Mr Netanyahu did not see it that way when he won the election last year. He said he did not envisage a Palestinian state, but something closer to Andorra (this angered the Andorrans). He argued that there was no chance of the Palestinians reversing the verdict of the Six Day War in 1967, when Israel conquered the West Bank and Gaza. He said Israel would never "agree to shrink to the sea coast beside a Palestinian state that will threaten us." In practice what Mr Netanyahu envisages is a series of Palestinian cantons or islands in the West Bank surrounded by Israeli-held territory.

The events of the last week show this is a recipe for war rather than peace. Behind the saccharine rhetoric of the Oslo accords was recognition of a balance of power between the Israelis and the Palestinians. The balance was much in favour of Israel. But it also reflected that the intifada (Palestinian uprising) after 1987 had shown that Israel could not passively occupy the West Bank. In the words of Yossi Beilin, one of the architects of Oslo, "Israel's sensational victory of 1967 became a curse".

But Mr Netanyahu claimed Yitzhak Rabin, the Israeli prime minister, and, after his assassination, Shimon Peres, his successor, were giving away too much. They were unnecessarily raising Palestinian and Arab expectations. Both the opening of the tunnel leading into the Muslim quarter of the Old City and the construction of a settlement for 27,000 Jews at Har Homa seem geared to showing that Israel could act unilaterally, regardless of what Palestinians wanted.

But in practice Mr Netanyahu does need Palestinian cooperation. Last week he wrote to President Clinton saying that under the Hebron agreement Yassar Arafat, the Palestinian leader, is meant to have just 400 policemen in Hebron "but 1,500 Palestinian policemen are operating in the city, many of them armed with firearms." What the letter doesn't say is that the excessive number of armed police (many of them, in fact, combat soldiers) are in Hebron, Gaza and the West Bank with Israeli encouragement because they wanted Mr Arafat to crush Hamas and Islamic Jihad.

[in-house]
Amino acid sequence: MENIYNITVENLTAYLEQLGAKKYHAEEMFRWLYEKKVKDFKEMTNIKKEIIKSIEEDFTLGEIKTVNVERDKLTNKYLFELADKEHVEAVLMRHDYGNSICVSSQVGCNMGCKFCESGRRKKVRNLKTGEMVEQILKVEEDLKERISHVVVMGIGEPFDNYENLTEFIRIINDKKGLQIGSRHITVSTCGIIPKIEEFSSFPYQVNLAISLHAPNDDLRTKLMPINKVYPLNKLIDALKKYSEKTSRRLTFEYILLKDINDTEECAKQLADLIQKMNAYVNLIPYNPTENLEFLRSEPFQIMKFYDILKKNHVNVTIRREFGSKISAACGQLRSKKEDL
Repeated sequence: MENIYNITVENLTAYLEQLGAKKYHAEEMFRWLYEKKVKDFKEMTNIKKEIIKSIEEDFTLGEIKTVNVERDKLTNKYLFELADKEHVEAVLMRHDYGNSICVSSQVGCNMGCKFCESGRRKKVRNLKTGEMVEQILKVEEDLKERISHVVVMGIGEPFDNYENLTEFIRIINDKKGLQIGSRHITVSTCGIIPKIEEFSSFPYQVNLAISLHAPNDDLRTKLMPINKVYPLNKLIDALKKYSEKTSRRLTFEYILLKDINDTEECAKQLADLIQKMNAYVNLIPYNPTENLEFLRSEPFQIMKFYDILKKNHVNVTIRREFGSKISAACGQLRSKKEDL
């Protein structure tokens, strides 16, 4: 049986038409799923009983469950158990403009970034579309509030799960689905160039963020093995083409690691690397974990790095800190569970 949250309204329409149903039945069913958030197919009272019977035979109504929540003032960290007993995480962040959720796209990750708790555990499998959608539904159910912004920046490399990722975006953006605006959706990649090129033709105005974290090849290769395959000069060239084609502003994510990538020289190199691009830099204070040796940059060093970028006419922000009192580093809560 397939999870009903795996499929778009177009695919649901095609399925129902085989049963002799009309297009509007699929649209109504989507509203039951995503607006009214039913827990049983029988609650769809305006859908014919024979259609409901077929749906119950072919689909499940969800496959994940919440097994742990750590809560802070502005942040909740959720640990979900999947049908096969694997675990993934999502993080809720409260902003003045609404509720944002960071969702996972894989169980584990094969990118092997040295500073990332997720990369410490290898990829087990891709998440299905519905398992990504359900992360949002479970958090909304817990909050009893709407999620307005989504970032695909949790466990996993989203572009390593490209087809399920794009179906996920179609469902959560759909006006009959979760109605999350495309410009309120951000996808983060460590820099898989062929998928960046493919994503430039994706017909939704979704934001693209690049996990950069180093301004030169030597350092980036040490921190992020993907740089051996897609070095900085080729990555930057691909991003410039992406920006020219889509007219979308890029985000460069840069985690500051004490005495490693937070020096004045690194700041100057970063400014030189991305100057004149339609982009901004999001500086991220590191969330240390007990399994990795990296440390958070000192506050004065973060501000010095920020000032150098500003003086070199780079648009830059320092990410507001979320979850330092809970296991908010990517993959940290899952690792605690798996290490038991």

But it was never likely that Mr Arafat's Palestinian Authority (PA) could maintain a powerful security force - it numbers some 40,000 armed men - when dealing with Islamic radicals, yet its strength would somehow shrink to the level of Andorra when it came to relations with Israel. It was also improbable that Mr Arafat would keep Hamas leaders in prison without trial unless Israel went on implementing the Oslo accords.

But Mr Netanyahu's allegation against Mr Arafat after the bomb in the Apropos cafe is much more specific than saying he did not stop the suicide bombers. The Prime Minister says Mr Arafat signalled the militants that they could resume attacks. He claims: "There were talks between the Hamas and the PA and between the Islamic Jihad and the PA. These organisations interpret what was said to them as a green light."

There is probably something in this. Security cooperation with Israel is the strongest card in Mr Arafat's hand. If he thought he was getting nothing for it in return, then he may have felt it useful to remind the Prime Minister what would happen if he let Mr Maqademeh and his like out of prison. But it is also a dangerous card to play.

Last year it was just four suicide bombs, killing 61 people in Israel, which put Mr Netanyahu into office. Now he faces the same problem as Mr Peres. His winning slogan in the election was "peace with security". In order to provide this he needs co-operation with Mr Arafat. But if he only withdraws from part of the West Bank, refuses compromise on Jerusalem and rejects a Palestinian state, he is unlikely to get it.